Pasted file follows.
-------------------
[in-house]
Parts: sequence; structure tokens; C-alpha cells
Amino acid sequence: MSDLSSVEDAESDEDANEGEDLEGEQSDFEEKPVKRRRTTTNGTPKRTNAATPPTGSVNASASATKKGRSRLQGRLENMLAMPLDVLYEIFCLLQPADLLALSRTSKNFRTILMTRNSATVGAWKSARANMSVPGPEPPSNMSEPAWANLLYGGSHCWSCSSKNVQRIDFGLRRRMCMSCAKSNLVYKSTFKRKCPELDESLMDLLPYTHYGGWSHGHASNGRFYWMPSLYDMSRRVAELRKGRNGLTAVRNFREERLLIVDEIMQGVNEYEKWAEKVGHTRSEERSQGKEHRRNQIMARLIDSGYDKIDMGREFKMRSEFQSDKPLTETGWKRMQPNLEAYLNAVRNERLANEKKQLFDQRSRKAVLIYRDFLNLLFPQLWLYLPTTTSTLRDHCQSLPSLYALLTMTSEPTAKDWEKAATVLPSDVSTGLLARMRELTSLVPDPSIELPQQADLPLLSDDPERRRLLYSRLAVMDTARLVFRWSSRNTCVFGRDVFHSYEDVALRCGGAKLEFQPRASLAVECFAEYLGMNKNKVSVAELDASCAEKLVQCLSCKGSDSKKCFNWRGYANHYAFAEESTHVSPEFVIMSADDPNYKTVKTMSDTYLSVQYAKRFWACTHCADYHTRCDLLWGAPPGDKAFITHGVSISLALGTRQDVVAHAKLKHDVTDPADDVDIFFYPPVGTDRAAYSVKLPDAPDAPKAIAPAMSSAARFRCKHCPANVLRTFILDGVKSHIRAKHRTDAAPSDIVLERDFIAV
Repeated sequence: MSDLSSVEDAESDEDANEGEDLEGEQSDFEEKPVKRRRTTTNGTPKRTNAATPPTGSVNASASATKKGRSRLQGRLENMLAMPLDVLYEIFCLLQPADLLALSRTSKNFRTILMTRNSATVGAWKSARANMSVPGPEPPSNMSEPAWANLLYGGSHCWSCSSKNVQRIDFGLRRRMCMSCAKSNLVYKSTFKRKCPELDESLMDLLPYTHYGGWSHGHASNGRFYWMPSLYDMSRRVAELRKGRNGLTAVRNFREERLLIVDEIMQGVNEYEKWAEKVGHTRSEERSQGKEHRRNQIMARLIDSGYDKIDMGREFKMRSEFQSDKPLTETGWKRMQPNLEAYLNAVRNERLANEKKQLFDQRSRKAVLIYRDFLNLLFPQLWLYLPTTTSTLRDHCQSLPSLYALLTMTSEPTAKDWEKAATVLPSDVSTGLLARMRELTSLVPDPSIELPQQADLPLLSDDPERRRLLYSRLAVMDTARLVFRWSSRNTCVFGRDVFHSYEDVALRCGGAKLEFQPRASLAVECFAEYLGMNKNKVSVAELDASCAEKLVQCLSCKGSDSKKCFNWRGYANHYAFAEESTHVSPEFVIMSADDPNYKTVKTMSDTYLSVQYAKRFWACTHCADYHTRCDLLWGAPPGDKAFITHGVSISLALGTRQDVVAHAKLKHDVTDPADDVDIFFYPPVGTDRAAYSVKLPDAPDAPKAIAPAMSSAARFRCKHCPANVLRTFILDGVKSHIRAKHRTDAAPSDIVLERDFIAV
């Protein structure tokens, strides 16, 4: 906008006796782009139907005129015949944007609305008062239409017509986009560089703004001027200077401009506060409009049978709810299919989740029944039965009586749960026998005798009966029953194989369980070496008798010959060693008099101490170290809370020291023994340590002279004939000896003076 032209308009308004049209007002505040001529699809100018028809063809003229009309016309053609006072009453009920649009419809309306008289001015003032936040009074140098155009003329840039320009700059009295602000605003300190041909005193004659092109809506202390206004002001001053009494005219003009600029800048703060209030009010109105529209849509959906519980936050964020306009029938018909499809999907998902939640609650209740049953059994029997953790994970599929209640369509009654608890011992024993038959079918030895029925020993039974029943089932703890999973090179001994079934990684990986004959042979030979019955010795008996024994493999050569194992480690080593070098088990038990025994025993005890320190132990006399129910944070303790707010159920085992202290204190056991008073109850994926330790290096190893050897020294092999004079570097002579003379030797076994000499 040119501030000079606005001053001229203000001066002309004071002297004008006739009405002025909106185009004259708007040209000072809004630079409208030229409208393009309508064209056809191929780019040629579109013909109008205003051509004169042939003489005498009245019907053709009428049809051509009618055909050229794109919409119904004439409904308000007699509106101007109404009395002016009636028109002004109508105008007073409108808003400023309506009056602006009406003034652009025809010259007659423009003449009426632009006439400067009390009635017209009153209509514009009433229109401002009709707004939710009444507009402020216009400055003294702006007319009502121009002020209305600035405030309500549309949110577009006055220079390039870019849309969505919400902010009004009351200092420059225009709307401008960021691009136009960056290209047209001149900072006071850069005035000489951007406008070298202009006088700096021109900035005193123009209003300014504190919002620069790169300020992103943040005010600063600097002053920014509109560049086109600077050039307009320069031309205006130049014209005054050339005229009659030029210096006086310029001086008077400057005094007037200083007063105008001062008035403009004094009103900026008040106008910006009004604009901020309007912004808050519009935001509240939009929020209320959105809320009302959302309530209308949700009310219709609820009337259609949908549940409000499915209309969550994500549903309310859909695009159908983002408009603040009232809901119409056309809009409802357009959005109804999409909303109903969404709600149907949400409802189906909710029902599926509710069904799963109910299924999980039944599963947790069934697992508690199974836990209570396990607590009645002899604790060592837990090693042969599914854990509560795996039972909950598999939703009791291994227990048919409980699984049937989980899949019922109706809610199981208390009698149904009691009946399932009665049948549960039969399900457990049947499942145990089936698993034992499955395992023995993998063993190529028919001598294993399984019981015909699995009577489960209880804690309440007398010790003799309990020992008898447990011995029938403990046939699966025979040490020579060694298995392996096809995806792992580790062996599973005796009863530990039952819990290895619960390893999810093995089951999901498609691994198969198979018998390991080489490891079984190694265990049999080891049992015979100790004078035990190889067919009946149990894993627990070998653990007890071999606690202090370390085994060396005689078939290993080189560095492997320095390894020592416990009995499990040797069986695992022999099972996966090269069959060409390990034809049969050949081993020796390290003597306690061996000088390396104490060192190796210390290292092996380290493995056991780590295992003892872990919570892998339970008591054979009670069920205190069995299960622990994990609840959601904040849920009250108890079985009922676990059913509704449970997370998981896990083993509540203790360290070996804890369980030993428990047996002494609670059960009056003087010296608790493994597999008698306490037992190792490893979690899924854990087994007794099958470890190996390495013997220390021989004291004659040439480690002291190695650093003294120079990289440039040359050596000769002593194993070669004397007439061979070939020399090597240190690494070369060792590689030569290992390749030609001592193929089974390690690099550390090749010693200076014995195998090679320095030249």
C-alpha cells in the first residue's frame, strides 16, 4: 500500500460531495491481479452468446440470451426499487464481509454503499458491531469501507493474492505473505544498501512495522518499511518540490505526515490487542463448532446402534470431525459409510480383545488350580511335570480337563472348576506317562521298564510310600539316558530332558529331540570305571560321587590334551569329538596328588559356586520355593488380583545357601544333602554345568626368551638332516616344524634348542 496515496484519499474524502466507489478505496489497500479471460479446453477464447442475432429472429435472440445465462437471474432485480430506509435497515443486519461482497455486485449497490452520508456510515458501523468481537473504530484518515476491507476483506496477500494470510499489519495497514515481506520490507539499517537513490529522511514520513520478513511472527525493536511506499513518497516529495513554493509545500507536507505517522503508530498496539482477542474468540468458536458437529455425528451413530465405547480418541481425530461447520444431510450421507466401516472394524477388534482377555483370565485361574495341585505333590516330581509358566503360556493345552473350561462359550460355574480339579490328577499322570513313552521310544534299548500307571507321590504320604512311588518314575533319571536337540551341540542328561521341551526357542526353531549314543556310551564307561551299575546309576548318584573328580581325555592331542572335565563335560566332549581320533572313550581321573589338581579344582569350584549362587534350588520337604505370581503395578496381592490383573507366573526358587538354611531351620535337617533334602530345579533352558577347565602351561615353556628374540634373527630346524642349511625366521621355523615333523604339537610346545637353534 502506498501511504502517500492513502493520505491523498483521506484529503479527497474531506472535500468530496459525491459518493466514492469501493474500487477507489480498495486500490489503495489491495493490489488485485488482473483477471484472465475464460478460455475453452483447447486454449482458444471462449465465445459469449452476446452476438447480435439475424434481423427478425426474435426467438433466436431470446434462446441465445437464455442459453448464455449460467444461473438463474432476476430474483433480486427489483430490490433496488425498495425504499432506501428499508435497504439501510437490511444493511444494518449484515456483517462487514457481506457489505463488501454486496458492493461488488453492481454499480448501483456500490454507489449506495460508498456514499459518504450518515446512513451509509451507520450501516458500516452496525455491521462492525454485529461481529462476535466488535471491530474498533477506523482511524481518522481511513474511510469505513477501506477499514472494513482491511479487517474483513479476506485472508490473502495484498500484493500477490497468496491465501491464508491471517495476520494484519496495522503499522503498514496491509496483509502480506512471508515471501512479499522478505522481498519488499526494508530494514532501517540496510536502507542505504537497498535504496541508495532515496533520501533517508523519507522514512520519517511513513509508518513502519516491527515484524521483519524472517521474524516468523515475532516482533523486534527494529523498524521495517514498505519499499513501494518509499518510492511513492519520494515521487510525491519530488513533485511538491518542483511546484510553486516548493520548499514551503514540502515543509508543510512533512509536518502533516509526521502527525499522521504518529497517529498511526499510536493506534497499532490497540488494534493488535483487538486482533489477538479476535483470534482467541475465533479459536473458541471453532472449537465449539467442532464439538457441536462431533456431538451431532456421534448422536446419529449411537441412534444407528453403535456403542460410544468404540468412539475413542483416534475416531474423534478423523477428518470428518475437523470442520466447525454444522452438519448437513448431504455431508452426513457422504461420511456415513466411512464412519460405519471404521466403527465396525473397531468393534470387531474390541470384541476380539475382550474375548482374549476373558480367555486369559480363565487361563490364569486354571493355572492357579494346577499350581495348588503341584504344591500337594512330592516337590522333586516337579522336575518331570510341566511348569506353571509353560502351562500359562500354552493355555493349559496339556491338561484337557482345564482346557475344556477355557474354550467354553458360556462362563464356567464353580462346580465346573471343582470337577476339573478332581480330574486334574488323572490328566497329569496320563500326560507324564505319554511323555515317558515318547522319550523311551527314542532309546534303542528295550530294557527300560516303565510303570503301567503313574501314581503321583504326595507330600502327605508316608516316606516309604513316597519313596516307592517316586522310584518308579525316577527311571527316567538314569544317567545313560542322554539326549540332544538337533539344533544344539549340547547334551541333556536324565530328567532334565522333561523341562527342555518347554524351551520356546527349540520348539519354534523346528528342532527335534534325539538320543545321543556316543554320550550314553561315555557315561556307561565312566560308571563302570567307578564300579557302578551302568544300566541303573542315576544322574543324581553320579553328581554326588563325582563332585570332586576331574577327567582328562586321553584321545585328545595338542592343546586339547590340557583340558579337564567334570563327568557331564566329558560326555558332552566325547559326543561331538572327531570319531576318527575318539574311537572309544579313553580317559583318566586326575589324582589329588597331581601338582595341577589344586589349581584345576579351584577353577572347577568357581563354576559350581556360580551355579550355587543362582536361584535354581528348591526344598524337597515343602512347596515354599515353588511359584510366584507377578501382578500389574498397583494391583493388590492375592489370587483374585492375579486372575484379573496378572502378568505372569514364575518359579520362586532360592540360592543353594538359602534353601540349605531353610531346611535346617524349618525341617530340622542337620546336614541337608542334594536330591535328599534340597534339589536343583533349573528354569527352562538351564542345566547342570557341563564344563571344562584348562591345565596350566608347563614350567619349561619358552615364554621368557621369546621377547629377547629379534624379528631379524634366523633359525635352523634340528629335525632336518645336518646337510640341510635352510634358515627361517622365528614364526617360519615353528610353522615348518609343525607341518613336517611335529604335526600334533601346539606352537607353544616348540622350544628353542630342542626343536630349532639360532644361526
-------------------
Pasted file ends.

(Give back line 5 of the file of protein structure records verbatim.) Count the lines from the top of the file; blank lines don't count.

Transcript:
């Protein structure tokens, strides 16, 4: 906008006796782009139907005129015949944007609305008062239409017509986009560089703004001027200077401009506060409009049978709810299919989740029944039965009586749960026998005798009966029953194989369980070496008798010959060693008099101490170290809370020291023994340590002279004939000896003076 032209308009308004049209007002505040001529699809100018028809063809003229009309016309053609006072009453009920649009419809309306008289001015003032936040009074140098155009003329840039320009700059009295602000605003300190041909005193004659092109809506202390206004002001001053009494005219003009600029800048703060209030009010109105529209849509959906519980936050964020306009029938018909499809999907998902939640609650209740049953059994029997953790994970599929209640369509009654608890011992024993038959079918030895029925020993039974029943089932703890999973090179001994079934990684990986004959042979030979019955010795008996024994493999050569194992480690080593070098088990038990025994025993005890320190132990006399129910944070303790707010159920085992202290204190056991008073109850994926330790290096190893050897020294092999004079570097002579003379030797076994000499 040119501030000079606005001053001229203000001066002309004071002297004008006739009405002025909106185009004259708007040209000072809004630079409208030229409208393009309508064209056809191929780019040629579109013909109008205003051509004169042939003489005498009245019907053709009428049809051509009618055909050229794109919409119904004439409904308000007699509106101007109404009395002016009636028109002004109508105008007073409108808003400023309506009056602006009406003034652009025809010259007659423009003449009426632009006439400067009390009635017209009153209509514009009433229109401002009709707004939710009444507009402020216009400055003294702006007319009502121009002020209305600035405030309500549309949110577009006055220079390039870019849309969505919400902010009004009351200092420059225009709307401008960021691009136009960056290209047209001149900072006071850069005035000489951007406008070298202009006088700096021109900035005193123009209003300014504190919002620069790169300020992103943040005010600063600097002053920014509109560049086109600077050039307009320069031309205006130049014209005054050339005229009659030029210096006086310029001086008077400057005094007037200083007063105008001062008035403009004094009103900026008040106008910006009004604009901020309007912004808050519009935001509240939009929020209320959105809320009302959302309530209308949700009310219709609820009337259609949908549940409000499915209309969550994500549903309310859909695009159908983002408009603040009232809901119409056309809009409802357009959005109804999409909303109903969404709600149907949400409802189906909710029902599926509710069904799963109910299924999980039944599963947790069934697992508690199974836990209570396990607590009645002899604790060592837990090693042969599914854990509560795996039972909950598999939703009791291994227990048919409980699984049937989980899949019922109706809610199981208390009698149904009691009946399932009665049948549960039969399900457990049947499942145990089936698993034992499955395992023995993998063993190529028919001598294993399984019981015909699995009577489960209880804690309440007398010790003799309990020992008898447990011995029938403990046939699966025979040490020579060694298995392996096809995806792992580790062996599973005796009863530990039952819990290895619960390893999810093995089951999901498609691994198969198979018998390991080489490891079984190694265990049999080891049992015979100790004078035990190889067919009946149990894993627990070998653990007890071999606690202090370390085994060396005689078939290993080189560095492997320095390894020592416990009995499990040797069986695992022999099972996966090269069959060409390990034809049969050949081993020796390290003597306690061996000088390396104490060192190796210390290292092996380290493995056991780590295992003892872990919570892998339970008591054979009670069920205190069995299960622990994990609840959601904040849920009250108890079985009922676990059913509704449970997370998981896990083993509540203790360290070996804890369980030993428990047996002494609670059960009056003087010296608790493994597999008698306490037992190792490893979690899924854990087994007794099958470890190996390495013997220390021989004291004659040439480690002291190695650093003294120079990289440039040359050596000769002593194993070669004397007439061979070939020399090597240190690494070369060792590689030569290992390749030609001592193929089974390690690099550390090749010693200076014995195998090679320095030249």